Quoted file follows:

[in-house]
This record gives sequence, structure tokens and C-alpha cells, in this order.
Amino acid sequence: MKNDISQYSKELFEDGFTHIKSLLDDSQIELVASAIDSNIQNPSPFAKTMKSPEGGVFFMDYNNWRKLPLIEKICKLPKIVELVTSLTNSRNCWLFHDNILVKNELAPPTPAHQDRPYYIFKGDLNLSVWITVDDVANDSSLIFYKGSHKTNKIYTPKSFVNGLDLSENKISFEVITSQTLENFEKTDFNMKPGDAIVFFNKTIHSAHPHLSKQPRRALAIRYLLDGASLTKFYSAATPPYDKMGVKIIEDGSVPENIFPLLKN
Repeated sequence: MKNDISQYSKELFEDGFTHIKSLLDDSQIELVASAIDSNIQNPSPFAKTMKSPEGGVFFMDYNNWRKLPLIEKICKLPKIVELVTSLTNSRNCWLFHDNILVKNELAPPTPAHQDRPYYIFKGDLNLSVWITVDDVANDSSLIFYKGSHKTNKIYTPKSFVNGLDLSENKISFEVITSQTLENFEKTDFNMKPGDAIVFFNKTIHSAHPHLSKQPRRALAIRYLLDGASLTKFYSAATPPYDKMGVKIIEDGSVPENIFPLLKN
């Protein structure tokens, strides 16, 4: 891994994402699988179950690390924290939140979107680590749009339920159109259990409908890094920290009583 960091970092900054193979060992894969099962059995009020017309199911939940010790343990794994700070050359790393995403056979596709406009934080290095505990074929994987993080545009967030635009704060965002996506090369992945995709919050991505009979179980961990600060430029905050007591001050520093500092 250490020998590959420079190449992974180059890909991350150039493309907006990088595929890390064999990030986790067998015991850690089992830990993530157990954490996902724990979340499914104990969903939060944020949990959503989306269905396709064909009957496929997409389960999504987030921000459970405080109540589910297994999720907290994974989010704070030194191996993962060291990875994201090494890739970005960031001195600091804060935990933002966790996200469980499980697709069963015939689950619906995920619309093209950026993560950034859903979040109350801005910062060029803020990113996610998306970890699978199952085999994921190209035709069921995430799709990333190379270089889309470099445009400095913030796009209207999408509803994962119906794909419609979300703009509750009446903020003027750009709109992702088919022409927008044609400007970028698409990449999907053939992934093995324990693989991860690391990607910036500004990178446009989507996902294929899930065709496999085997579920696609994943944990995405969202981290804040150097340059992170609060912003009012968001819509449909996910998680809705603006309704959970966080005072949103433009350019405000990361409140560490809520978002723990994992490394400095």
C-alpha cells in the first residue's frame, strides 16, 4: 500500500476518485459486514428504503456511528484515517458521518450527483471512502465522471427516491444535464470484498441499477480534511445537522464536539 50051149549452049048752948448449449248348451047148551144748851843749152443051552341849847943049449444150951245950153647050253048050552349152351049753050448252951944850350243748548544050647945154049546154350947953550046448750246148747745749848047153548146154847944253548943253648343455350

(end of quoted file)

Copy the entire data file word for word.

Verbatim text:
[in-house]
This record gives sequence, structure tokens and C-alpha cells, in this order.
Amino acid sequence: MKNDISQYSKELFEDGFTHIKSLLDDSQIELVASAIDSNIQNPSPFAKTMKSPEGGVFFMDYNNWRKLPLIEKICKLPKIVELVTSLTNSRNCWLFHDNILVKNELAPPTPAHQDRPYYIFKGDLNLSVWITVDDVANDSSLIFYKGSHKTNKIYTPKSFVNGLDLSENKISFEVITSQTLENFEKTDFNMKPGDAIVFFNKTIHSAHPHLSKQPRRALAIRYLLDGASLTKFYSAATPPYDKMGVKIIEDGSVPENIFPLLKN
Repeated sequence: MKNDISQYSKELFEDGFTHIKSLLDDSQIELVASAIDSNIQNPSPFAKTMKSPEGGVFFMDYNNWRKLPLIEKICKLPKIVELVTSLTNSRNCWLFHDNILVKNELAPPTPAHQDRPYYIFKGDLNLSVWITVDDVANDSSLIFYKGSHKTNKIYTPKSFVNGLDLSENKISFEVITSQTLENFEKTDFNMKPGDAIVFFNKTIHSAHPHLSKQPRRALAIRYLLDGASLTKFYSAATPPYDKMGVKIIEDGSVPENIFPLLKN
């Protein structure tokens, strides 16, 4: 891994994402699988179950690390924290939140979107680590749009339920159109259990409908890094920290009583 960091970092900054193979060992894969099962059995009020017309199911939940010790343990794994700070050359790393995403056979596709406009934080290095505990074929994987993080545009967030635009704060965002996506090369992945995709919050991505009979179980961990600060430029905050007591001050520093500092 250490020998590959420079190449992974180059890909991350150039493309907006990088595929890390064999990030986790067998015991850690089992830990993530157990954490996902724990979340499914104990969903939060944020949990959503989306269905396709064909009957496929997409389960999504987030921000459970405080109540589910297994999720907290994974989010704070030194191996993962060291990875994201090494890739970005960031001195600091804060935990933002966790996200469980499980697709069963015939689950619906995920619309093209950026993560950034859903979040109350801005910062060029803020990113996610998306970890699978199952085999994921190209035709069921995430799709990333190379270089889309470099445009400095913030796009209207999408509803994962119906794909419609979300703009509750009446903020003027750009709109992702088919022409927008044609400007970028698409990449999907053939992934093995324990693989991860690391990607910036500004990178446009989507996902294929899930065709496999085997579920696609994943944990995405969202981290804040150097340059992170609060912003009012968001819509449909996910998680809705603006309704959970966080005072949103433009350019405000990361409140560490809520978002723990994992490394400095």
C-alpha cells in the first residue's frame, strides 16, 4: 500500500476518485459486514428504503456511528484515517458521518450527483471512502465522471427516491444535464470484498441499477480534511445537522464536539 50051149549452049048752948448449449248348451047148551144748851843749152443051552341849847943049449444150951245950153647050253048050552349152351049753050448252951944850350243748548544050647945154049546154350947953550046448750246148747745749848047153548146154847944253548943253648343455350